When I began applying to top American universities while still at STTI, I was impressed with how the universities had used computer technology to market their institutions as well as improve their application process. So impressed was me on the impact of computers in easing life that I began persuading the Starehe administration to adopt them to improve the image and management of the school.

Those who listened to me were dragooned by my ideas but strangely, no one took action. And when I persisted with championing my ideas, some fellow classmates started calling me "Systems Analyst" which annoyed me not because I disliked the title but because they were making fun of me.

When I recently reflected on those persuasion experiences at STTI, I have formulated what I call the Thuita's 2nd Law of Human Nature® which states as follows:
"People love change but they hate it when they themselves have to change." [1]
This law probably explains why politicians in my country come up with very compelling campaign manifestos which they hardly implement when elected to power. Like President Mwai Kibaki was elected with a landslide in the '02 General Elections, uprooting a regime that had ruled for 40 years. People were optimistic after the elections that Kenya would change for the better. Even my apolitical brother Gatonga remarked during Kibaki's inauguration day that Kenya would soon overtake South Africa as Africa's most developed nation.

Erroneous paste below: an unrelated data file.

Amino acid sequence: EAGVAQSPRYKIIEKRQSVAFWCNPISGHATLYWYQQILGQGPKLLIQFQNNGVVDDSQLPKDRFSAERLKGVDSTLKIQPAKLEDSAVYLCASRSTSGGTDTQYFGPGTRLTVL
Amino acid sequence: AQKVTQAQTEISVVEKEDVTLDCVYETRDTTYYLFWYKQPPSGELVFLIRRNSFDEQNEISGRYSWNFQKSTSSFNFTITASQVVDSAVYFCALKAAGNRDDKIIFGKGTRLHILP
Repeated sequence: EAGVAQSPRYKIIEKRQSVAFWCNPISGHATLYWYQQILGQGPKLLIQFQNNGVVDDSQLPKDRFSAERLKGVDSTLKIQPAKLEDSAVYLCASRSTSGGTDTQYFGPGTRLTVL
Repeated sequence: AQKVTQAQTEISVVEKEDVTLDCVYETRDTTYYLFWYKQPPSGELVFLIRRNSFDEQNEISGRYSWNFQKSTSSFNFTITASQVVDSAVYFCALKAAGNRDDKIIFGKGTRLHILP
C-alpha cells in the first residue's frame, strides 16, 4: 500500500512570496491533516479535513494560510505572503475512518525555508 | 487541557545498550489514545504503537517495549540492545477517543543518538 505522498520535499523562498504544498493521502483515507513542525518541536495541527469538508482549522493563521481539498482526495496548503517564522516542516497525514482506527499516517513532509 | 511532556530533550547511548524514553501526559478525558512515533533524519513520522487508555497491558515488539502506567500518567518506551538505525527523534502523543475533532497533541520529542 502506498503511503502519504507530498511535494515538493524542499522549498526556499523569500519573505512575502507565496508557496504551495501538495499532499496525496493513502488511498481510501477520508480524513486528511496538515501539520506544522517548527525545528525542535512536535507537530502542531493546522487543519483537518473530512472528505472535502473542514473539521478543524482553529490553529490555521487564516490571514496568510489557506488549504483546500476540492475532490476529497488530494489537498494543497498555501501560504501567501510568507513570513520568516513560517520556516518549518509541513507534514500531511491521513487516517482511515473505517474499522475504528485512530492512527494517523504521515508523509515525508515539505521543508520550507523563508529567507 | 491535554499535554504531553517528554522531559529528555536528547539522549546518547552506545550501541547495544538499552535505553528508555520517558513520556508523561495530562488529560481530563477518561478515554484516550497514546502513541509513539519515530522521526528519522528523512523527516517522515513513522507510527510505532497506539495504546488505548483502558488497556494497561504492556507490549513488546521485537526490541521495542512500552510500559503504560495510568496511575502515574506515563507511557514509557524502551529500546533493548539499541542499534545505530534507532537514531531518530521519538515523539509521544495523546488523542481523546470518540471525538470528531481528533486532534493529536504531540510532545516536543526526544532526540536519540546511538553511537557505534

But alas! President Kibaki underwent hell when he tried to implement his manifesto. He faced rebellion from those who had helped him ascend to power. The nation suffered the worst violence in its history under his watch. It took him eight years to change the country's constitution which he had promised to change in the first 100 days of his administration. See?

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[1] Here are the first law and third law. These laws have been copyrighted with the Kenya Copyright Board. All rights reserved worldwide. DO NOT QUOTE THEM WITHOUT PERMISSION FROM THE AUTHOR.